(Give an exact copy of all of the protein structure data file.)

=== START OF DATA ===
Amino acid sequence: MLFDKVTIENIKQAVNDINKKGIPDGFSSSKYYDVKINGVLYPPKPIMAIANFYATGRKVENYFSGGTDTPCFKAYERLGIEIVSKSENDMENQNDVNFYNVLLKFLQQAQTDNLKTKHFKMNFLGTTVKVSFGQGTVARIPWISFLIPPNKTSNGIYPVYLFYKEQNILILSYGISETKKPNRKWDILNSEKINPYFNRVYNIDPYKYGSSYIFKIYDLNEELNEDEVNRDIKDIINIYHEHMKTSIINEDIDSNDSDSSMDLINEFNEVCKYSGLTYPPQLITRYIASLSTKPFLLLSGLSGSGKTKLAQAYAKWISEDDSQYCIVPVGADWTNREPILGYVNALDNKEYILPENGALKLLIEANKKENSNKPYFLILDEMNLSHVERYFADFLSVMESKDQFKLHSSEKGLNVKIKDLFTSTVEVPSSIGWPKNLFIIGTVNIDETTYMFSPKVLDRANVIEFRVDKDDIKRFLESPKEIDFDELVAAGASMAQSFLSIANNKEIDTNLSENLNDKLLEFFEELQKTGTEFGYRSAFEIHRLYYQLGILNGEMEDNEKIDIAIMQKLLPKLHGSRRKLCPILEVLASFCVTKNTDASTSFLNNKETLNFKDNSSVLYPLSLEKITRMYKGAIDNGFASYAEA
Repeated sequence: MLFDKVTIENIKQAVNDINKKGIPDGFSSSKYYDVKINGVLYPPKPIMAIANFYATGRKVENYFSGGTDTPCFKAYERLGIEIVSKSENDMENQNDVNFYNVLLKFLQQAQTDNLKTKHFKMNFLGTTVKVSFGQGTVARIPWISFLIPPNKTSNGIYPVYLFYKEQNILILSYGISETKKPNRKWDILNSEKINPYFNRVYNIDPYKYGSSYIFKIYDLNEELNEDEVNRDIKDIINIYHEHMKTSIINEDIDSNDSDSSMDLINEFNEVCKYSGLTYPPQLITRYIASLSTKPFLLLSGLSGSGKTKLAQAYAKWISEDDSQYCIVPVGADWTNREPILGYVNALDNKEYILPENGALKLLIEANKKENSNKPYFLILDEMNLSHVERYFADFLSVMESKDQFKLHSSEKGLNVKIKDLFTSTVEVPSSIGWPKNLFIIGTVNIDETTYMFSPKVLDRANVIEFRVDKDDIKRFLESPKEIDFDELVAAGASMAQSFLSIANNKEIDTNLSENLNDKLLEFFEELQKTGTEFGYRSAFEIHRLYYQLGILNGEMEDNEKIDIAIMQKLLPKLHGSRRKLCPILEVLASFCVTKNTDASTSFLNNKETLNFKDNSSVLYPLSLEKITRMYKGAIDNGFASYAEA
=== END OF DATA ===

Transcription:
Amino acid sequence: MLFDKVTIENIKQAVNDINKKGIPDGFSSSKYYDVKINGVLYPPKPIMAIANFYATGRKVENYFSGGTDTPCFKAYERLGIEIVSKSENDMENQNDVNFYNVLLKFLQQAQTDNLKTKHFKMNFLGTTVKVSFGQGTVARIPWISFLIPPNKTSNGIYPVYLFYKEQNILILSYGISETKKPNRKWDILNSEKINPYFNRVYNIDPYKYGSSYIFKIYDLNEELNEDEVNRDIKDIINIYHEHMKTSIINEDIDSNDSDSSMDLINEFNEVCKYSGLTYPPQLITRYIASLSTKPFLLLSGLSGSGKTKLAQAYAKWISEDDSQYCIVPVGADWTNREPILGYVNALDNKEYILPENGALKLLIEANKKENSNKPYFLILDEMNLSHVERYFADFLSVMESKDQFKLHSSEKGLNVKIKDLFTSTVEVPSSIGWPKNLFIIGTVNIDETTYMFSPKVLDRANVIEFRVDKDDIKRFLESPKEIDFDELVAAGASMAQSFLSIANNKEIDTNLSENLNDKLLEFFEELQKTGTEFGYRSAFEIHRLYYQLGILNGEMEDNEKIDIAIMQKLLPKLHGSRRKLCPILEVLASFCVTKNTDASTSFLNNKETLNFKDNSSVLYPLSLEKITRMYKGAIDNGFASYAEA
Repeated sequence: MLFDKVTIENIKQAVNDINKKGIPDGFSSSKYYDVKINGVLYPPKPIMAIANFYATGRKVENYFSGGTDTPCFKAYERLGIEIVSKSENDMENQNDVNFYNVLLKFLQQAQTDNLKTKHFKMNFLGTTVKVSFGQGTVARIPWISFLIPPNKTSNGIYPVYLFYKEQNILILSYGISETKKPNRKWDILNSEKINPYFNRVYNIDPYKYGSSYIFKIYDLNEELNEDEVNRDIKDIINIYHEHMKTSIINEDIDSNDSDSSMDLINEFNEVCKYSGLTYPPQLITRYIASLSTKPFLLLSGLSGSGKTKLAQAYAKWISEDDSQYCIVPVGADWTNREPILGYVNALDNKEYILPENGALKLLIEANKKENSNKPYFLILDEMNLSHVERYFADFLSVMESKDQFKLHSSEKGLNVKIKDLFTSTVEVPSSIGWPKNLFIIGTVNIDETTYMFSPKVLDRANVIEFRVDKDDIKRFLESPKEIDFDELVAAGASMAQSFLSIANNKEIDTNLSENLNDKLLEFFEELQKTGTEFGYRSAFEIHRLYYQLGILNGEMEDNEKIDIAIMQKLLPKLHGSRRKLCPILEVLASFCVTKNTDASTSFLNNKETLNFKDNSSVLYPLSLEKITRMYKGAIDNGFASYAEA